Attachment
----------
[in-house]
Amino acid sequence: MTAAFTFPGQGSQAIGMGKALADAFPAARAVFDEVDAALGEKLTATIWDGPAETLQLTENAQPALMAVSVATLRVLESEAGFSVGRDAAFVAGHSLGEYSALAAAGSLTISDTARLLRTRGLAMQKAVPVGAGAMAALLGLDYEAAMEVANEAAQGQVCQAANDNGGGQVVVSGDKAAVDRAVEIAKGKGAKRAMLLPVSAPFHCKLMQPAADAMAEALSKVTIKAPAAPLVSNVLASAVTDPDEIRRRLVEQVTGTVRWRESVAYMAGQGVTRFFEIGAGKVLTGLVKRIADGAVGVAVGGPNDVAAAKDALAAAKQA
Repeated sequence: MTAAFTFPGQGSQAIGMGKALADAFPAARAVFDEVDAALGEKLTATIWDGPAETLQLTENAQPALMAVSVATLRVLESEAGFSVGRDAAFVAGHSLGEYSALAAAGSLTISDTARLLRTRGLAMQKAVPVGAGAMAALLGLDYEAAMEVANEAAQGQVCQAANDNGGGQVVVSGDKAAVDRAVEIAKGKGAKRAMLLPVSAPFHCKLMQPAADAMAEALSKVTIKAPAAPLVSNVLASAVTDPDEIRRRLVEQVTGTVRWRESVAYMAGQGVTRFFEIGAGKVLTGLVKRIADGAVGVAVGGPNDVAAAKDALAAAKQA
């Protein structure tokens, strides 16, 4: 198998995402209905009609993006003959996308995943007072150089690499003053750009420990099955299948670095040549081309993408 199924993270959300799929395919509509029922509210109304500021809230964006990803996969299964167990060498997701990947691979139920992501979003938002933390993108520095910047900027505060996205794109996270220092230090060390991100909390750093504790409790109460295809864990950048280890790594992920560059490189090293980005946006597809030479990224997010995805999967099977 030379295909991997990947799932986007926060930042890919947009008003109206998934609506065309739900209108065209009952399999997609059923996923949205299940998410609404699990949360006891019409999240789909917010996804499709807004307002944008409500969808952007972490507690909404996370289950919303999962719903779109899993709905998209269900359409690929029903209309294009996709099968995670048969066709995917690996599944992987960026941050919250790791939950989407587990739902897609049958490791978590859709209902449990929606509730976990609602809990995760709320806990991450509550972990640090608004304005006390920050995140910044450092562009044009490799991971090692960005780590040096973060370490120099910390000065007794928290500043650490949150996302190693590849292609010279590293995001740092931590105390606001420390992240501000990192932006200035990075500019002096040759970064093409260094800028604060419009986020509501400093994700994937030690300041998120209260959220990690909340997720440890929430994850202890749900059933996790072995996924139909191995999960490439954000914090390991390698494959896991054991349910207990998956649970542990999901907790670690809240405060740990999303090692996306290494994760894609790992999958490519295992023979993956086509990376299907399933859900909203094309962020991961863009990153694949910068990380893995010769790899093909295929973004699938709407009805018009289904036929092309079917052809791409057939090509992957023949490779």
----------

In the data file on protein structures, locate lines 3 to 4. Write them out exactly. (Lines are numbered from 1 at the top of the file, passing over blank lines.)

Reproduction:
Repeated sequence: MTAAFTFPGQGSQAIGMGKALADAFPAARAVFDEVDAALGEKLTATIWDGPAETLQLTENAQPALMAVSVATLRVLESEAGFSVGRDAAFVAGHSLGEYSALAAAGSLTISDTARLLRTRGLAMQKAVPVGAGAMAALLGLDYEAAMEVANEAAQGQVCQAANDNGGGQVVVSGDKAAVDRAVEIAKGKGAKRAMLLPVSAPFHCKLMQPAADAMAEALSKVTIKAPAAPLVSNVLASAVTDPDEIRRRLVEQVTGTVRWRESVAYMAGQGVTRFFEIGAGKVLTGLVKRIADGAVGVAVGGPNDVAAAKDALAAAKQA
């Protein structure tokens, strides 16, 4: 198998995402209905009609993006003959996308995943007072150089690499003053750009420990099955299948670095040549081309993408 199924993270959300799929395919509509029922509210109304500021809230964006990803996969299964167990060498997701990947691979139920992501979003938002933390993108520095910047900027505060996205794109996270220092230090060390991100909390750093504790409790109460295809864990950048280890790594992920560059490189090293980005946006597809030479990224997010995805999967099977 030379295909991997990947799932986007926060930042890919947009008003109206998934609506065309739900209108065209009952399999997609059923996923949205299940998410609404699990949360006891019409999240789909917010996804499709807004307002944008409500969808952007972490507690909404996370289950919303999962719903779109899993709905998209269900359409690929029903209309294009996709099968995670048969066709995917690996599944992987960026941050919250790791939950989407587990739902897609049958490791978590859709209902449990929606509730976990609602809990995760709320806990991450509550972990640090608004304005006390920050995140910044450092562009044009490799991971090692960005780590040096973060370490120099910390000065007794928290500043650490949150996302190693590849292609010279590293995001740092931590105390606001420390992240501000990192932006200035990075500019002096040759970064093409260094800028604060419009986020509501400093994700994937030690300041998120209260959220990690909340997720440890929430994850202890749900059933996790072995996924139909191995999960490439954000914090390991390698494959896991054991349910207990998956649970542990999901907790670690809240405060740990999303090692996306290494994760894609790992999958490519295992023979993956086509990376299907399933859900909203094309962020991961863009990153694949910068990380893995010769790899093909295929973004699938709407009805018009289904036929092309079917052809791409057939090509992957023949490779």